MATERIALS AND METHODS: This was a single-center, cross-sectional study. A face-to-face interview guided by a structured questionnaire with cancer patients admitted to receive repeated cycles of chemotherapy was conducted. Information collected included chemotherapy-related side effects after last chemotherapy experience, the most worrisome side effects, the side effects overlooked by healthcare professionals and the preferred method, amount and source of receiving related information.
RESULTS: Of 99 patients recruited, 90 participated in this survey (response rate: 90.9%). The majority were in the age range of 45-64 years (73.3%) and female (93.3%). Seventy-five (83.3%) and seventy-one (78.9%) experienced nausea and vomiting, respectively. Both symptoms were selected as two of the most worrisome side effects (16.7% vs. 33.3%). Other common and worrisome side effects were hair loss and loss of appetite. Symptoms caused by peripheral neuropathies were perceived as the major symptoms being overlooked (6.7%). Most patients demanded information about side effects (60.0%) and they would like to receive as much information as possible (86.7%). Oral conversation (83.3%) remained as the preferred method and the clinical pharmacist was preferred by 46.7% of patients as the educator in this aspect.
CONCLUSIONS: The high prevalence of chemotherapy-related side effects among local patients is of concern. Findings of their perceptions and informational needs may serve as a valuable guide for clinical pharmacists to help in side effect management in Malaysia.
METHODS: The medical records of all patients who underwent breast lump excision under AAA in combination with electrical stimulation at traditional acupuncture points in 2016 were examined. All of them (n = 17) received electrostimulation (2-4 Hz) using single needles inserted at bilateral LI4 and PC6. They also underwent insertion of four acupuncture needles at the lump site, which were electrically stimulated at 30 Hz frequency.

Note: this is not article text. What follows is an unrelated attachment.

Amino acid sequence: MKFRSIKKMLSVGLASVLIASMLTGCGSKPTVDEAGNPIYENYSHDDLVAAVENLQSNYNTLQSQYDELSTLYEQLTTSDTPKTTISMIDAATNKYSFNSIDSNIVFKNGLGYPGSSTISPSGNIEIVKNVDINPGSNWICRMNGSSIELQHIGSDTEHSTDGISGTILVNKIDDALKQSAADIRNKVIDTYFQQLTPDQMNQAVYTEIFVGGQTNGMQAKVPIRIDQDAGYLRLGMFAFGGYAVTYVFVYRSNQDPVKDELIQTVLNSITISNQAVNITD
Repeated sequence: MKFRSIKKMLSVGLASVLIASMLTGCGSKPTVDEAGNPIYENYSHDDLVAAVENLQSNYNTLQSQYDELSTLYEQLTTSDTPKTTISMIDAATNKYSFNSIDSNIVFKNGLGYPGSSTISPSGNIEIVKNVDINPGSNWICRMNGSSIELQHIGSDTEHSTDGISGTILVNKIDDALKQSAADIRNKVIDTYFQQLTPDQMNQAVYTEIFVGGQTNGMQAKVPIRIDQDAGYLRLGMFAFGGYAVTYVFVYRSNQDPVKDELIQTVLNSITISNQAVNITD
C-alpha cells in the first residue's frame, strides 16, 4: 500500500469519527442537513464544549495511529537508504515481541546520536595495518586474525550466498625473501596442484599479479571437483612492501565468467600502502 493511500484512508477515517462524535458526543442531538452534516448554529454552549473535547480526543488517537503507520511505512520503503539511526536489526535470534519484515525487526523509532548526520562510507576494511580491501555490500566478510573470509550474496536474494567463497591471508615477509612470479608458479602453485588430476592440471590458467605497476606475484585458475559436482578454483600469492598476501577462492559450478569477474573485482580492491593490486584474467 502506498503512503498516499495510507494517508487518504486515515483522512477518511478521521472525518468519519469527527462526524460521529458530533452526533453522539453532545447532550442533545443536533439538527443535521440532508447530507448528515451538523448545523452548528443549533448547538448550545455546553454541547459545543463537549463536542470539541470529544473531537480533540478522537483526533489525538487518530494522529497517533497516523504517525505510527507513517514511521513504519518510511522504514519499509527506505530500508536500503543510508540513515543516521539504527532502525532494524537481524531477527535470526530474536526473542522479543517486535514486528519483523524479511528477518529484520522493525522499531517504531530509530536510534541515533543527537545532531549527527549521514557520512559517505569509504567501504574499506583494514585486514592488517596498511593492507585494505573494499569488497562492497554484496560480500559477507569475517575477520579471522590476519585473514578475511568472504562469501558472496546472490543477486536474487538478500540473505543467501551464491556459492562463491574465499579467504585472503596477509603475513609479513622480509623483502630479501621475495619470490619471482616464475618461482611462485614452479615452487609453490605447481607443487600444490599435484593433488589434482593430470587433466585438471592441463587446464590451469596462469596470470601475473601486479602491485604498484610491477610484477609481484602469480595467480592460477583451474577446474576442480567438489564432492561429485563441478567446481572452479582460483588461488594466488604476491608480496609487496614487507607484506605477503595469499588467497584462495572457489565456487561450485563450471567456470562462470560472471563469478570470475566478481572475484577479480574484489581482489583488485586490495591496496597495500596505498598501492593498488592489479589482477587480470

RESULTS: All surgical procedures were successful with minimal use of analgesics and local anesthetic. The median pain score reported was 1/10 (interquartile range (IQR) = 2/10) at the first hour, and slightly increased to 2/10 (IQR = 2/10) between 24 and 48 h of the surgery. No major postoperative adverse events were documented, except for drowsiness in one case.
CONCLUSION: AAA was found to be generally safe and effective for anaesthesia and analgesia in breast lump excision. However, a large-scale randomized controlled study is required to verify the findings.
METHODS: Nine hundred and fifty-three pharmacists in the public service of Perak State, Malaysia, were invited for participation in an online survey that was conducted in October 2018. Based on a 5-point Likert scale, they were required to respond to 56 items, ranging from the perceived availability and importance of both motivators and training supports, the challenges to career advancement, to the awareness of the need for career planning. Their responses were subsequently dichotomized into 'agree'/'important' and 'disagree'/'not important'.